Iconic London Underground logo gets a makeover

Logo - London Underground
(Image credit: GG Archard/© Larry Achiampong/courtesy of the Artist & Copperfield, London)

The London Underground symbol is an iconic piece of logo design. The red and blue bar and circle roundel has been around since 1908. But visitors to London's Westminster Underground station can now see a reimagined version of the transit symbol courtesy of British-Ghanaian artist Larry Achiampong.

The eight new designs – under the banner Pan African Flag for the Relic Travellers’ Alliance 2019 – were commissioned by Art on the Underground, a visual arts showcase funded by Transport for London. The designs are part of the '2019 – On Edge' series and if you want to get a closer look at the artwork you have until the end of February 2020, when the project comes to an end (if you happen to be heading to the UK capital yourself, see our guide to the best hotels in London).

Logo - London Underground

(Image credit: GG Archard/© Larry Achiampong/courtesy of the Artist & Copperfield, London)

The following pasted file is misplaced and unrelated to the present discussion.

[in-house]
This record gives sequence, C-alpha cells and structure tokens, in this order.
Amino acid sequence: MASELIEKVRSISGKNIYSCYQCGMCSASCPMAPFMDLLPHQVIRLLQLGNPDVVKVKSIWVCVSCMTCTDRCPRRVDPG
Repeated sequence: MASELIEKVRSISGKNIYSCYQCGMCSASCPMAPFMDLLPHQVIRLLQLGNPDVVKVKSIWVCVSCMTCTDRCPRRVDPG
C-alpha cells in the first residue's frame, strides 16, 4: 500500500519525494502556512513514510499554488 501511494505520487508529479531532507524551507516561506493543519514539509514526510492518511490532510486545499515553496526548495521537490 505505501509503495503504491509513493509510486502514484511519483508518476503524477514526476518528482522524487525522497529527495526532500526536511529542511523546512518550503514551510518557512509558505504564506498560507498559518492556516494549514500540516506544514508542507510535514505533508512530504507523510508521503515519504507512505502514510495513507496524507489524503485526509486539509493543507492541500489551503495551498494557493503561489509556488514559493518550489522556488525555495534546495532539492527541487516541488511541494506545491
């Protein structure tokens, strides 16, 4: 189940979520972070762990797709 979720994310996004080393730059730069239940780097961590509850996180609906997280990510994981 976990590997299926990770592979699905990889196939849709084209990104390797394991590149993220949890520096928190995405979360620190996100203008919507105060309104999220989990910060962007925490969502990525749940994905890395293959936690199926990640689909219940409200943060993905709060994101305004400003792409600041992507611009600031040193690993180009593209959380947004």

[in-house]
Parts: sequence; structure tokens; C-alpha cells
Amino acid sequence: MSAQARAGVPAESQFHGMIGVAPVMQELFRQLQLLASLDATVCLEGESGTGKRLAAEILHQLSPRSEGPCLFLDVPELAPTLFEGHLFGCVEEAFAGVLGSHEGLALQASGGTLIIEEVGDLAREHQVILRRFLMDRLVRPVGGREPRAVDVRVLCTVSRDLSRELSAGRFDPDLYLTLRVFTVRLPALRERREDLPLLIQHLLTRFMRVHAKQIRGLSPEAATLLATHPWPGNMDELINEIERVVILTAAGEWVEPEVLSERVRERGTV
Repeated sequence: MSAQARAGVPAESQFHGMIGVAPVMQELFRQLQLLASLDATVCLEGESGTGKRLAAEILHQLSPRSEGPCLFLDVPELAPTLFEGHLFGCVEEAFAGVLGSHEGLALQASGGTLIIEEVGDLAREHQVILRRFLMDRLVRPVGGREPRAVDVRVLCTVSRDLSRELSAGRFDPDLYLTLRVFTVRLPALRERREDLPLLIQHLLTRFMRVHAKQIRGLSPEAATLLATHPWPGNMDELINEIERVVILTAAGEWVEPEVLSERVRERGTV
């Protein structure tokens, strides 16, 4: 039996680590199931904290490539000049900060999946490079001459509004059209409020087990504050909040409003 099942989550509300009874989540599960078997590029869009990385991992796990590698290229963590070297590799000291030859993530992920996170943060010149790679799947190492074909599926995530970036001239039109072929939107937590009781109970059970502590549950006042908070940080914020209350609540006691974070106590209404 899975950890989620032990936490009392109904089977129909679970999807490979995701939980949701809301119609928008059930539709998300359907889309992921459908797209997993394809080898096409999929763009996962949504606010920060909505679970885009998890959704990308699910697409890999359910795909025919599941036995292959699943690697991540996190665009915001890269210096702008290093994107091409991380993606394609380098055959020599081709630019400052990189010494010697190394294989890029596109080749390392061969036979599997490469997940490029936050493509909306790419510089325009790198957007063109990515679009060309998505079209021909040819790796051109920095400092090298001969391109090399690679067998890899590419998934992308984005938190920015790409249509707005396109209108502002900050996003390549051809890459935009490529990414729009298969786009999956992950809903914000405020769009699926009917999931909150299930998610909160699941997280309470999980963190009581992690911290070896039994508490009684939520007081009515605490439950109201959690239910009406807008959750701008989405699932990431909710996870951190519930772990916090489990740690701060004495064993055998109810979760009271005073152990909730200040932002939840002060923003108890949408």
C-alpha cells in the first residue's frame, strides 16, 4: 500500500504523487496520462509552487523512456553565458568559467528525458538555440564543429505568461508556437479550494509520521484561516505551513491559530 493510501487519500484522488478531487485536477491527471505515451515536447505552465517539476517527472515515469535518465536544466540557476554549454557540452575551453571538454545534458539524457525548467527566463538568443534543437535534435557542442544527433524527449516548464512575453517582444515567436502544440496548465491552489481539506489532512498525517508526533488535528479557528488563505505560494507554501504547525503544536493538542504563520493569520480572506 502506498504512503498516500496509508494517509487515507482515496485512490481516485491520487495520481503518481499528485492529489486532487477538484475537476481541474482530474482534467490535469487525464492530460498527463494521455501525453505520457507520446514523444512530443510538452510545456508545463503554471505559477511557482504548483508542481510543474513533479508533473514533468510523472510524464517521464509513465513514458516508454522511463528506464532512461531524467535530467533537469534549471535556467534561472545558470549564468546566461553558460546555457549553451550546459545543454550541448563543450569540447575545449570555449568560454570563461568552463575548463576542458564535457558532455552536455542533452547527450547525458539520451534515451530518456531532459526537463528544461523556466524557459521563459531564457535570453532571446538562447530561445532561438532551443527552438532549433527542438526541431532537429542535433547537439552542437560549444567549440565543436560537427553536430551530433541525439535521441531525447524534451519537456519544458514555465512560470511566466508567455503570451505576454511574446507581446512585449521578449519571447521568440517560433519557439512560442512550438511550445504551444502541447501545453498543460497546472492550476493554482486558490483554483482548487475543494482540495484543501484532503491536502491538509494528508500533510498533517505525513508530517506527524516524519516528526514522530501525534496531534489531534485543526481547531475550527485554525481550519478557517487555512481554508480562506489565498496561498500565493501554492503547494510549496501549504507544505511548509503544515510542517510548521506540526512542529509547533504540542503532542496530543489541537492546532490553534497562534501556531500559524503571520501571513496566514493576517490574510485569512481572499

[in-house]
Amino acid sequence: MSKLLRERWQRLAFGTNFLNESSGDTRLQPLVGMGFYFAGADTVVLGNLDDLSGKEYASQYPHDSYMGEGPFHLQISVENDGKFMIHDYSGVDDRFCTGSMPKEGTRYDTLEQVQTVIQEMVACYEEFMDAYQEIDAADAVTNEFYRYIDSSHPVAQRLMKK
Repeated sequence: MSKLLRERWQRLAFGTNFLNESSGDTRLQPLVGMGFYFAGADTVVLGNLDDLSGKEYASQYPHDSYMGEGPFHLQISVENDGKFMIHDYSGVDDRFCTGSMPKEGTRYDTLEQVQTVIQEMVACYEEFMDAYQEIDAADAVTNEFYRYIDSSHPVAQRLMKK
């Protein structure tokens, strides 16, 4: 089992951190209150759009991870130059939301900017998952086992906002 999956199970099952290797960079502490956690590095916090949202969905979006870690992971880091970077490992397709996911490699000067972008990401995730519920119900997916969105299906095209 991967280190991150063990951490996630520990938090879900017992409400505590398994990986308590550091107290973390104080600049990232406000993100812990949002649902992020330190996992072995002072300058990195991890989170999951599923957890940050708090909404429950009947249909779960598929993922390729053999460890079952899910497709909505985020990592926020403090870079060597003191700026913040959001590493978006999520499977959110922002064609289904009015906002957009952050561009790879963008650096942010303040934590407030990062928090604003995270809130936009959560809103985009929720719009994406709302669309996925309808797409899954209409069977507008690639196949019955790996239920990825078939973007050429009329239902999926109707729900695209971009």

Achiampong chose to focus on Pan African colours – green, black, and red – that speak symbolically to various African identities. The colours represent the land, the people and the struggles that the African continent has endured, while gold was chosen to represent a new day and prosperity.

Beyond the colour palette, the redesign builds on the artist’s concept of Sanko-time. For those who don't know, Sanko-time is based in the Ashanti word 'sankofa'. This alludes to using the past to prepare for the future. And, the project takes a closer look at African mythologies and their relationship to science fiction. 

It's an interesting concept, but what do people think of Achiampong's redesigns? Instagram account londonist_com asked, "Artist Larry Achiampong has given the roundels at Westminster a pan-African makeover. What do you make of them?"

Some people made positive comments, others thought the designs had a Christmassy feel, while others weren't impressed at all.  

We think that a few may be missing the point. The redesign is a temporary piece of art. It's not a permanent move to a new look for the iconic design, it's just an interpretation of what it could be. 

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Steven Jenkins is a freelance content creator who has worked in the creative industry for over 20 years. The web and design are in his blood. He started out as a web designer before becoming the editor of Web Designer magazine and later net magazine. Loud guitars, AFC Bournemouth, Photoshop, CSS, and trying to save the world take up the rest of this time.